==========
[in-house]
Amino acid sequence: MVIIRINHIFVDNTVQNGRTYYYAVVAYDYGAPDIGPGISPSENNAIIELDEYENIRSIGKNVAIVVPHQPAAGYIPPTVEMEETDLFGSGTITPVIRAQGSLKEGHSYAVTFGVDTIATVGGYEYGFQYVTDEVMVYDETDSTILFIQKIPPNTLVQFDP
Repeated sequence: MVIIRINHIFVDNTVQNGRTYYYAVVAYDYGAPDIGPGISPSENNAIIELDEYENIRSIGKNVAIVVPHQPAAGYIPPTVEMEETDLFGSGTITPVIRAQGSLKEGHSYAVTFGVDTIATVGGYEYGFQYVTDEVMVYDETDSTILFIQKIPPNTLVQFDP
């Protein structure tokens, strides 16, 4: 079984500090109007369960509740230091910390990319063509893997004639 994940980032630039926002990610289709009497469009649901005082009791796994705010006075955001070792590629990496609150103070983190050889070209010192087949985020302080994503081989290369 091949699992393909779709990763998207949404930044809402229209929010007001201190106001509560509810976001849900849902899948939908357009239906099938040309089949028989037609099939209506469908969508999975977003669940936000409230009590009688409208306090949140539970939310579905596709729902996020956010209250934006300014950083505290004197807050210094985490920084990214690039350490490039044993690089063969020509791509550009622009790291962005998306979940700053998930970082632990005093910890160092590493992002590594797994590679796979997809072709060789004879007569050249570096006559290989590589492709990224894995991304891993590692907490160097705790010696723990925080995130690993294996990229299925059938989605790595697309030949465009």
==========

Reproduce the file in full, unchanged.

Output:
[in-house]
Amino acid sequence: MVIIRINHIFVDNTVQNGRTYYYAVVAYDYGAPDIGPGISPSENNAIIELDEYENIRSIGKNVAIVVPHQPAAGYIPPTVEMEETDLFGSGTITPVIRAQGSLKEGHSYAVTFGVDTIATVGGYEYGFQYVTDEVMVYDETDSTILFIQKIPPNTLVQFDP
Repeated sequence: MVIIRINHIFVDNTVQNGRTYYYAVVAYDYGAPDIGPGISPSENNAIIELDEYENIRSIGKNVAIVVPHQPAAGYIPPTVEMEETDLFGSGTITPVIRAQGSLKEGHSYAVTFGVDTIATVGGYEYGFQYVTDEVMVYDETDSTILFIQKIPPNTLVQFDP
């Protein structure tokens, strides 16, 4: 079984500090109007369960509740230091910390990319063509893997004639 994940980032630039926002990610289709009497469009649901005082009791796994705010006075955001070792590629990496609150103070983190050889070209010192087949985020302080994503081989290369 091949699992393909779709990763998207949404930044809402229209929010007001201190106001509560509810976001849900849902899948939908357009239906099938040309089949028989037609099939209506469908969508999975977003669940936000409230009590009688409208306090949140539970939310579905596709729902996020956010209250934006300014950083505290004197807050210094985490920084990214690039350490490039044993690089063969020509791509550009622009790291962005998306979940700053998930970082632990005093910890160092590493992002590594797994590679796979997809072709060789004879007569050249570096006559290989590589492709990224894995991304891993590692907490160097705790010696723990925080995130690993294996990229299925059938989605790595697309030949465009």